In her work, Joanne Stryker explores the nature of artifacts and human perception through paintings depicting other works of art. Her two-dimensional interpretations of three-dimensional form—sculpture, pottery, friezes—exploit the interplay between various modes of perception, creating intricate still lifes outside the confines of time, place or historical context. “This kind of work is not just critically, but hermeneutically, exciting,” notes art critic Laurence Murphy in Lit Journal. “One form gazing upon another, rising over the horizons of time, creates vital living energy as each work of art leads, suggests, points to the creation of another. As deeply as one can look into the past is as far as one can see into the future—and the result is a fathomless, inward journey of depth.”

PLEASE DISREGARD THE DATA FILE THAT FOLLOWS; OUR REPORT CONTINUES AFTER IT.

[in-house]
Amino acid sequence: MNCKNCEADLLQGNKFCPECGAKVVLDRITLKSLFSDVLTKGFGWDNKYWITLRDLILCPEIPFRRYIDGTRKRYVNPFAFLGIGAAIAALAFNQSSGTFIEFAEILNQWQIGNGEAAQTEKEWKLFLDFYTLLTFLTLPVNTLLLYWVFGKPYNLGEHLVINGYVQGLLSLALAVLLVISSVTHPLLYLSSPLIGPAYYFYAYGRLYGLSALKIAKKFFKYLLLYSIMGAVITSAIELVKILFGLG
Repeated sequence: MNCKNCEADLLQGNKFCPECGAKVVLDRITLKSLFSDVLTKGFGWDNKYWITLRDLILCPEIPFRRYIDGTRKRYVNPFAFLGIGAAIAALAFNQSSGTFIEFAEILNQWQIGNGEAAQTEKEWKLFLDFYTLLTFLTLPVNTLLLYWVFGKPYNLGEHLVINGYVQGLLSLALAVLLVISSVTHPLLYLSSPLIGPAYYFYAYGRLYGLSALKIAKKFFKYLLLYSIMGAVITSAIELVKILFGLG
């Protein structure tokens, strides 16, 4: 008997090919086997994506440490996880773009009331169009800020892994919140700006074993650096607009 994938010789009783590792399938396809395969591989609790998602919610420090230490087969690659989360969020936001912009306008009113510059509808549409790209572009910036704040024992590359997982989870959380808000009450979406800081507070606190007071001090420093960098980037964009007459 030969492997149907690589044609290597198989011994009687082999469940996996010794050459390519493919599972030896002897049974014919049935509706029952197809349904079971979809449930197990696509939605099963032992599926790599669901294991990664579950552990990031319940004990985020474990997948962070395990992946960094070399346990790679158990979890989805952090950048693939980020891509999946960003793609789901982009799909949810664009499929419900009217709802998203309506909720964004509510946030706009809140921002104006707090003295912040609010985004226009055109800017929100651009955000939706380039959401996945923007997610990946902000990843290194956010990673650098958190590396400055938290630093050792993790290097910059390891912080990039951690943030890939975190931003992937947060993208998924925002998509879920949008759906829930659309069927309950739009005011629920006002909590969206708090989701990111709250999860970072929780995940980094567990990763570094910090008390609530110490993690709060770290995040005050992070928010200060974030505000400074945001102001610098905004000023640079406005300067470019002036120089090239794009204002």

Stryker began teaching at the Maryland Institute, College of Art in the late 1970s, after earning her MFA there in 1977. She also spent a year teaching drawing and design at Bowling Green [OH] State University's School of Art before beginning to teach at RISD part-time in 1978. Stryker taught for 12 years as an adjunct faculty member in Foundation Studies and in 1990 accepted a full-time position as an associate professor. She has served as dean of the division since 1996.